Qd3+ 37. Qe3 Qf1+ ({Black avoids the tempting queen exchange, when white
can actually draw a pawn down,} 37... Qxe3+ 38. Kxe3 g5 39. fxg5 hxg5 40.
Kd4 f5 41. exf6+ Kxf6 42. h4 gxh4 43. gxh4 Kf5 44. h5 Kg5 45. Kc5 Kxh5 46. Kxb5
Kg5 47. Kc5 Kf6 48. b5 Ke7 49. Kc6 Kd8 50. Kb7 d4 51. b6 d3 52. Ka7 d2 53. b7
d1=Q 54. b8=Q+ {with a tablebase draw, though I suspect white still has to be
careful.}) 38. Kg4 ({Stepping into a mating net, but after} 38. Qf2 Qxf2+ 39.
Kxf2 {the extra tempo means the ending is won for black,} g5 40. fxg5 hxg5 41.
Ke3 f5 42. exf6+ (42. Kd4) 42... Kxf6 43. Kd4 Kf5 44. h4 gxh4 45. gxh4 e5+ 46.
Kxd5 e4 47. Kd4 Kf4 48. h5 e3 49. Kd3 Kf3 50. h6 e2 51. h7 e1=Q 52. h8=Q Qd1+
53. Kc3 Qa1+ {picking up the new white queen.}) ({If black still doesn't want
to risk the pawn endings, there is} 38. Qf2 Qh1+ 39. Ke2 Qe4+ 40. Qe3 Qxb4)
38... Qd1+ 39. Qf3 h5+ 40. Kg5 Qxf3 41. g4 Qxh3 42. gxh5 Qxh5# 0-1
[Event "West Bridgford 1 v West Nottingham 3"]
[Site "Willow Tree Inn"]
[Date "2015.10.05"]
[Round "?"]
[White "Willow, Jonah "]
[Black "Richmond, Robert"]
[Result "1-0"]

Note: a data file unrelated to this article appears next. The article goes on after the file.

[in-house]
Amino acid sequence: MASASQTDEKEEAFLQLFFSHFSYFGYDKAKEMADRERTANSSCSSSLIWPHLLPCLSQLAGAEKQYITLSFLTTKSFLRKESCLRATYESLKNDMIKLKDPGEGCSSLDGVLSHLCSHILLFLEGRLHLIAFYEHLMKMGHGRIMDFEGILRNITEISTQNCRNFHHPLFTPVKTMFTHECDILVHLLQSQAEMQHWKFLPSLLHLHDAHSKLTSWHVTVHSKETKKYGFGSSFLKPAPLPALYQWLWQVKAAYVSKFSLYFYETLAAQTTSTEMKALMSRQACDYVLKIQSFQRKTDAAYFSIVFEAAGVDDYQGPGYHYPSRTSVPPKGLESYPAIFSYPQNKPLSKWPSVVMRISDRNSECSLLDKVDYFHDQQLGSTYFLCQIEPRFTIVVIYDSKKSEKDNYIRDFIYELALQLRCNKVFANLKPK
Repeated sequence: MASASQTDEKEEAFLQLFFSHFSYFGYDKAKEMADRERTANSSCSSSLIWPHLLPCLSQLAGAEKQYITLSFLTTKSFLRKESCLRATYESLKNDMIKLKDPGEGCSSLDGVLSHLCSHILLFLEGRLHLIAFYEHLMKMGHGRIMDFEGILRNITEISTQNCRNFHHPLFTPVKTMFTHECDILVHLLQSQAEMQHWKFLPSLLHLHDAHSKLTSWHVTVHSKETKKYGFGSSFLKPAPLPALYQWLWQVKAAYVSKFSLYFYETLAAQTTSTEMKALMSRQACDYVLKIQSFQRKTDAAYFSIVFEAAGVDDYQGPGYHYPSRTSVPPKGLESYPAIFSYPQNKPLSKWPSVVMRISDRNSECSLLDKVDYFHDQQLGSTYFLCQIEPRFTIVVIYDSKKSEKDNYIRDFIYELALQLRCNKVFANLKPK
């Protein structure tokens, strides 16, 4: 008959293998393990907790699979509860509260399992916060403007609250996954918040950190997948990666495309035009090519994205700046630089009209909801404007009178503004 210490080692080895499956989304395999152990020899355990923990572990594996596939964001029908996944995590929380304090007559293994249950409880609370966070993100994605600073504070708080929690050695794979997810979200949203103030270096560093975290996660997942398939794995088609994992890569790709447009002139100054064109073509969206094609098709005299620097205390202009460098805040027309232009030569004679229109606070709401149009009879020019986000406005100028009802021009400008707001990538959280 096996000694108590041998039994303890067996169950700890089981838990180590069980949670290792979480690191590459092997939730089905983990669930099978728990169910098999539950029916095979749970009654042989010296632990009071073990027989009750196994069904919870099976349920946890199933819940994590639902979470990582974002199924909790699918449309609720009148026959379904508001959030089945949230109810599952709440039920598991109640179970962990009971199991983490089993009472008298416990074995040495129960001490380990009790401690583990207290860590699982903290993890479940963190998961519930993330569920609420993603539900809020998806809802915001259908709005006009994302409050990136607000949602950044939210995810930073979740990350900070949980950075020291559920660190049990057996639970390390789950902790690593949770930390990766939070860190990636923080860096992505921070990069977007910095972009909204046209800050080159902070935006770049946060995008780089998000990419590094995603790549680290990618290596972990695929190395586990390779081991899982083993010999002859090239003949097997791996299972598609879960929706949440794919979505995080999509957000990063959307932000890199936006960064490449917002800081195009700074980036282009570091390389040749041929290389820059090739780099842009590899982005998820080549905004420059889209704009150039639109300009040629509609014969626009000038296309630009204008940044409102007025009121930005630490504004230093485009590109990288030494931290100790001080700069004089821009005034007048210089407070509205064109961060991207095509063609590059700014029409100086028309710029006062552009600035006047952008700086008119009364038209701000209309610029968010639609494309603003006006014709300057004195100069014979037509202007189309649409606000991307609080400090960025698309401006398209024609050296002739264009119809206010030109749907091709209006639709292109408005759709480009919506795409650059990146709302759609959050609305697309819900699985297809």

[ECO "C18"]
[WhiteElo "181"]
[BlackElo "190"]
[Annotator "Burke,Steven J"]
[PlyCount "53"]
[EventDate "2015.10.05"]
1. e4 e6 2. d4 d5 3. Nc3 Bb4 4. e5 c5 5. a3 Bxc3+ 6. bxc3 Qc7 7. Qg4 f5 (
7... Ne7 {is by far the most popular here, leading to very complex variations.}
) 8. Qg3 cxd4 9. cxd4 Ne7 10. Ne2 O-O 11. c3 b6 ({Deep analysis by
Stockfish gives the best try as} 11... Ng6 12. h4 f4 13. Qd3) 12. Nf4 Qd7
13. a4 Ba6 14. Bb5 Bxb5 15. axb5 Rf7 16. h4 a5 (16... Qxb5 17. Nxe6 Ng6
18. h5 Nf8) 17. h5 Nc8 ({Black can struggle on with} 17... Qxb5
18. Nxe6 Qc4) 18. h6 Kh8 ({White's point being} 18... g6 19. Nxg6
hxg6 20. Qxg6+ Kh8 21. Bg5) 19. hxg7+ Rxg7 20. Qh4 Rf7 21. Nxe6 Ra7 ({If}
21... Qxe6 22. Qd8+ Kg7 23. Bh6+ Qxh6 24. Rxh6) 22. Qh6 Qxb5 23. Ng5 Qc6
24. Nxf7+ Rxf7 25. Qxc6 Nxc6 26. Rh6 N8e7 27. Rb1 1-0
[Event "Grantham v Mansfield"]
[Site "?"]
[Date "2017.03.29"]
[Round "?"]
[White "Cumbers, Paul"]
[Black "Burnett, Jim"]
[Result "1-0"]
[ECO "C00"]
[WhiteElo "200"]
[BlackElo "195"]
[Annotator "Burke,Steven J"]
[PlyCount "73"]
[EventDate "2016.??.??"]
[EventType "team"]
{[%evp 16,73,20,0,50,11,34,-11,0,-2,11,0,0,0,0,0,0,-6,0,-22,110,59,204,191,215,
162,286,144,208,212,223,127,226,140,466,306,282,225,1118,1118,1116,1012,1012,
1012,873,873,25000,25000,2557,2439,25000,25000,2062,2062,2062,2062,25000,25000,
25000,2118]} 1. e4 e6 2. Nf3 d5 3. e5 c5 4. b4 cxb4 5. a3 Nc6 6. axb4 Bxb4 7.
c3 Be7 8. d4 f6 9. Bd3 Qc7 (9... fxe5 {is the engines choice (equal) and by
far the most often played in my database, e.g.} 10. Nxe5 Nf6 11. O-O O-O 12.
Nd2 Nxe5 13. dxe5 Nd7 14. Qh5 g6 15. Bxg6 hxg6 16. Qxg6+ Kh8 17. Ra4 Rf5 18.